|Report: Next generation Xbox reveals May 21st, costs between $300 to $500|
|Posted: 08.04.2013 11:50 by Simon Priest||Comments: 7|
The next hardware generation for the Xbox platform will apparently unveil at a Microsoft event May 21st, claims Microsoft analyst Paul Thurrot. It is also just called 'Xbox' and will cost $500 in the US.
A lower priced model is said to exist around $300, along with a subscription of some kind. Thurrot points to signs of 'always-on' demands being present. New budget Xbox 360 due in 2013.
This $99 Xbox 360 is codenamed 'Stringray' with the analyst suggesting this could mean the new Xbox won't be supporting older games with backward compatibility.
"Looking at some of the stuff I got a long time ago, it actually says 'must be internet-connected to use' in the notes," Thurrot said. "And that's all I have, but it does say that." Recent document leaks exposed plans by Microsoft to utilise always-on requirements with the corporate giant not directly addressing the concerns raised.
"So the new Xbox that comes out this year will just be the Xbox," he said. "Durango is going to be expensive, you know $500, $300 for the subscription model, that kind of thing."
"We have talked for a while about this notion that there might be another version of the Xbox that was just aimed at entertainment - a non-gaming device. That device was code-named 'Yumo' and they're not making it," he claimed. "They may make one in the future, but it's not happening this year."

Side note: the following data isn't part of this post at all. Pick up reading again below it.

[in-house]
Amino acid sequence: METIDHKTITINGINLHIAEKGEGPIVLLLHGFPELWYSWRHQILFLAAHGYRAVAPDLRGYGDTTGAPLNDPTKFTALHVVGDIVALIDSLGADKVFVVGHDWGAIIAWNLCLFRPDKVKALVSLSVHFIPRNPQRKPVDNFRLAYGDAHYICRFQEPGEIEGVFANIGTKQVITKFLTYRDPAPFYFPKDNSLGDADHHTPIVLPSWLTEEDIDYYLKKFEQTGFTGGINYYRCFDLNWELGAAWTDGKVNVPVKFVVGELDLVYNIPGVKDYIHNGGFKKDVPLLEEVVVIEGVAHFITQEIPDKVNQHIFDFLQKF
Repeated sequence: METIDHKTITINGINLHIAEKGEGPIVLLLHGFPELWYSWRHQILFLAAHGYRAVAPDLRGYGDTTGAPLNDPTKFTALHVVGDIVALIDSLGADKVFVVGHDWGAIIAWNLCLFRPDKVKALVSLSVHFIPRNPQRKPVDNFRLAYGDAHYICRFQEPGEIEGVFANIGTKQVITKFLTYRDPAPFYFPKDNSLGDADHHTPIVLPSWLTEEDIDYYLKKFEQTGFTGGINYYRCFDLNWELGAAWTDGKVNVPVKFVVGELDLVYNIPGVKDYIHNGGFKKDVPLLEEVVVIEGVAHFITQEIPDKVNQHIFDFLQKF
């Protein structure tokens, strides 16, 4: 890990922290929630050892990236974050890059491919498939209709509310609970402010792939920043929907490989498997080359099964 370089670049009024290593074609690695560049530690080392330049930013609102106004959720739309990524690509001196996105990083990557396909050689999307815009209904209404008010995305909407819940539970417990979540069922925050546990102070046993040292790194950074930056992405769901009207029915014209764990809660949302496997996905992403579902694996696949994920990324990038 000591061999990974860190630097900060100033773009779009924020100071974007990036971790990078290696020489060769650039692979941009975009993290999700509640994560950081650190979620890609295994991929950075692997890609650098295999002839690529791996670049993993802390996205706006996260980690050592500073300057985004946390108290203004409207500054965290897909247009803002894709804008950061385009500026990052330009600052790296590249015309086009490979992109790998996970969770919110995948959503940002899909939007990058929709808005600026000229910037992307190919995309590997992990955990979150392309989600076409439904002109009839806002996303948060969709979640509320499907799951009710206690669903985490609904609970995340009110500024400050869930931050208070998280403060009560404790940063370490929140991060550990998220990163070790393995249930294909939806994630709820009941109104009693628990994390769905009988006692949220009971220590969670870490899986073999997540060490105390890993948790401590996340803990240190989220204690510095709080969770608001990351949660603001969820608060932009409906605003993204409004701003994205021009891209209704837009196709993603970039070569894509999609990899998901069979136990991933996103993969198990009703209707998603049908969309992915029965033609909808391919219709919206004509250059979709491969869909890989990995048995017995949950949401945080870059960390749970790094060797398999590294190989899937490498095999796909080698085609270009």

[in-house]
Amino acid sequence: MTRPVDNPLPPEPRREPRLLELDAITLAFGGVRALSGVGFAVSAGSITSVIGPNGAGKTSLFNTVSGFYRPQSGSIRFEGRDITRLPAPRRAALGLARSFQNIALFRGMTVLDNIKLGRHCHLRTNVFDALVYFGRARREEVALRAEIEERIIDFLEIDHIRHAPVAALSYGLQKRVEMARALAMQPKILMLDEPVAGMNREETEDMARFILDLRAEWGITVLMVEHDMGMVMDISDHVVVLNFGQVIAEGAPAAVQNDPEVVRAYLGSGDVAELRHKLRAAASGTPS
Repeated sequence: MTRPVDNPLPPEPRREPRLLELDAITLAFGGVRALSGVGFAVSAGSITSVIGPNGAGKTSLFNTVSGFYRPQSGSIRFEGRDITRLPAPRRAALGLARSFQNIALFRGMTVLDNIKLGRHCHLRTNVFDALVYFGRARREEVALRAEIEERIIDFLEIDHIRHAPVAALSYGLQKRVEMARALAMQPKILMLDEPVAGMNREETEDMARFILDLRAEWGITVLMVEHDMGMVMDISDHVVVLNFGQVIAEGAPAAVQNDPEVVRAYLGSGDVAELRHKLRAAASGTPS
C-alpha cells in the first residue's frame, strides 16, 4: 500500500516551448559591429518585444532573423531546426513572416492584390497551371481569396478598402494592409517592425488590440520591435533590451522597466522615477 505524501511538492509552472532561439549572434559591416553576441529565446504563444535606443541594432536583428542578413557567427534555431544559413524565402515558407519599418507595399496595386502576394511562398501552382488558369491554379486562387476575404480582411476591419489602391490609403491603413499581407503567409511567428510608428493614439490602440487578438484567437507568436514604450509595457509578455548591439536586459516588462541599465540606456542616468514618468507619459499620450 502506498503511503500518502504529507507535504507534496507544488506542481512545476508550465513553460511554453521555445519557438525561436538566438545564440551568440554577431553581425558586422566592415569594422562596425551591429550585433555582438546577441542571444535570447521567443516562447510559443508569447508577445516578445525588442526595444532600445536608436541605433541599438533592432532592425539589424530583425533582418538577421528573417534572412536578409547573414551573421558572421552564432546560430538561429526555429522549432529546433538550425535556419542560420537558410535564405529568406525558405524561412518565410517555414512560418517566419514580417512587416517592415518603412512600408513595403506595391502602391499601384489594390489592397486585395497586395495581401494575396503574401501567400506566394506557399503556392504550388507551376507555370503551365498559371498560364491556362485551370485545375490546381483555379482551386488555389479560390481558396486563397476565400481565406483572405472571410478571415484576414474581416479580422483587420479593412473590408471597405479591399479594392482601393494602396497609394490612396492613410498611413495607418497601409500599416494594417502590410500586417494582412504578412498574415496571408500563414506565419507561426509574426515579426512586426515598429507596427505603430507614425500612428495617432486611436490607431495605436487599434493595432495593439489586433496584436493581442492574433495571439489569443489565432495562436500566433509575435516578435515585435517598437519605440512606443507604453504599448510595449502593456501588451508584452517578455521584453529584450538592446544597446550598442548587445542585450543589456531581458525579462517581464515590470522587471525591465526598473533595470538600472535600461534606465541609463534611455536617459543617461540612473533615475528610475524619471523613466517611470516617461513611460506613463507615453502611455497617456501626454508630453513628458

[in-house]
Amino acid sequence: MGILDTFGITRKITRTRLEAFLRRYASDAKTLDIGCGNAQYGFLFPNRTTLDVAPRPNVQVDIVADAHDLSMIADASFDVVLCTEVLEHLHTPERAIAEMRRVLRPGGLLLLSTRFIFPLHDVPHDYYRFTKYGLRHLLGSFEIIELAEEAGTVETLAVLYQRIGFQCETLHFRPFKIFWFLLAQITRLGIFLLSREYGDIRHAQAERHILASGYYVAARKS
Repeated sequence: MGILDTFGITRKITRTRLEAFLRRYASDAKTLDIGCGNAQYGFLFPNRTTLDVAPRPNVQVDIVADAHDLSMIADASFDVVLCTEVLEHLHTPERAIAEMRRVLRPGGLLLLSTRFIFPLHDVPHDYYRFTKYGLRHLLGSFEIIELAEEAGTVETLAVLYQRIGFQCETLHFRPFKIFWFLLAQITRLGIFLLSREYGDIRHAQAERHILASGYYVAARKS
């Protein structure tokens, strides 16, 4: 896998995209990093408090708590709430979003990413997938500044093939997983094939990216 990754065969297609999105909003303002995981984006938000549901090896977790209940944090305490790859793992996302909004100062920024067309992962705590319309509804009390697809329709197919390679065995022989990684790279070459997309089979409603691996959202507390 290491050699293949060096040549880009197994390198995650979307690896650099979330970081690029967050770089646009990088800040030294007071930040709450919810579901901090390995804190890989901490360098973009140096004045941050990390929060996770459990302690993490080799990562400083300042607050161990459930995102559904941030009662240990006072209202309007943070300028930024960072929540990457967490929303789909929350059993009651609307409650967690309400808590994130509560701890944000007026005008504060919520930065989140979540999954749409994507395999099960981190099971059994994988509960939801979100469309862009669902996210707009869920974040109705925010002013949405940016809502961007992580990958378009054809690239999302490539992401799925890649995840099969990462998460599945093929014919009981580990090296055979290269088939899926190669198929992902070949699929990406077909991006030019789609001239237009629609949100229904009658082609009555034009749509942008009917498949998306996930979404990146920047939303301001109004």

Microsoft is proceeding with 'Stringray' however.
"Originally, they were going to announce this thing in April 24, now they're going to announce it May 21," he said. "We know there are events occurring this year where we're going to learn more about Durango."
Thurrot believes November is the prime moment to launch the next Xbox console.
"Early November, yeah," Thurrott continued. "E3 is going to occur. BUILD is going to occur in San Francisco in June when they're going to talk about the developer story because it's a Windows 8 device. It's going to have the same, or basically the same, developer tools and developer APIs and all that kind of stuff."
"I think there's a lot information to come, but I look at all this stuff that I've seen about Durango and I think, 'it's all positive.' I don't really see any bad news here at all. Like to me, everything I've seen about this is really positive. It's amazing to me that, based on like no information at all, everyone is like freaking out about everything."
You can check out Paul Thurrott's analysis via podcast .